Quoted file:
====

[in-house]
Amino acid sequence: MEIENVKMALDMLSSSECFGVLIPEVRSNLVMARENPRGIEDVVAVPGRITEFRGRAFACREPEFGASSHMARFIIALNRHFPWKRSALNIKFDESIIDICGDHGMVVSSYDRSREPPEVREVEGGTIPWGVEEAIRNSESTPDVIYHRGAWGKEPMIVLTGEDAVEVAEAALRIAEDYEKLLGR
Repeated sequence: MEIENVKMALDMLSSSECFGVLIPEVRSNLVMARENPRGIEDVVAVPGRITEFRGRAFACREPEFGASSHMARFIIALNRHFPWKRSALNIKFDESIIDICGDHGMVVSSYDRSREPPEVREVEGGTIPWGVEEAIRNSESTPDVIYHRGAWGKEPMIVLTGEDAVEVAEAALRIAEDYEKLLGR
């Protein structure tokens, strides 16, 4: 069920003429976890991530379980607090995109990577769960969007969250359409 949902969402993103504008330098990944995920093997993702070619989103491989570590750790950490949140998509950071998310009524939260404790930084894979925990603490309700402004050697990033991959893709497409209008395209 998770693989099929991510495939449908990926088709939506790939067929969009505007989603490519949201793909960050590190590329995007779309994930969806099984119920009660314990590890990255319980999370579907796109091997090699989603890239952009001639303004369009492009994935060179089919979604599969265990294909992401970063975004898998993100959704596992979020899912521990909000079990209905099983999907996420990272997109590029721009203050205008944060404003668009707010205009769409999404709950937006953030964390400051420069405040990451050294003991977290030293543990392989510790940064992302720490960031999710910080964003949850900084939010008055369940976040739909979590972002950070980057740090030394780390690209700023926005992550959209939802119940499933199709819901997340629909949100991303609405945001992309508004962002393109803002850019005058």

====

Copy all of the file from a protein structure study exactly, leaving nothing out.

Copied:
[in-house]
Amino acid sequence: MEIENVKMALDMLSSSECFGVLIPEVRSNLVMARENPRGIEDVVAVPGRITEFRGRAFACREPEFGASSHMARFIIALNRHFPWKRSALNIKFDESIIDICGDHGMVVSSYDRSREPPEVREVEGGTIPWGVEEAIRNSESTPDVIYHRGAWGKEPMIVLTGEDAVEVAEAALRIAEDYEKLLGR
Repeated sequence: MEIENVKMALDMLSSSECFGVLIPEVRSNLVMARENPRGIEDVVAVPGRITEFRGRAFACREPEFGASSHMARFIIALNRHFPWKRSALNIKFDESIIDICGDHGMVVSSYDRSREPPEVREVEGGTIPWGVEEAIRNSESTPDVIYHRGAWGKEPMIVLTGEDAVEVAEAALRIAEDYEKLLGR
């Protein structure tokens, strides 16, 4: 069920003429976890991530379980607090995109990577769960969007969250359409 949902969402993103504008330098990944995920093997993702070619989103491989570590750790950490949140998509950071998310009524939260404790930084894979925990603490309700402004050697990033991959893709497409209008395209 998770693989099929991510495939449908990926088709939506790939067929969009505007989603490519949201793909960050590190590329995007779309994930969806099984119920009660314990590890990255319980999370579907796109091997090699989603890239952009001639303004369009492009994935060179089919979604599969265990294909992401970063975004898998993100959704596992979020899912521990909000079990209905099983999907996420990272997109590029721009203050205008944060404003668009707010205009769409999404709950937006953030964390400051420069405040990451050294003991977290030293543990392989510790940064992302720490960031999710910080964003949850900084939010008055369940976040739909979590972002950070980057740090030394780390690209700023926005992550959209939802119940499933199709819901997340629909949100991303609405945001992309508004962002393109803002850019005058």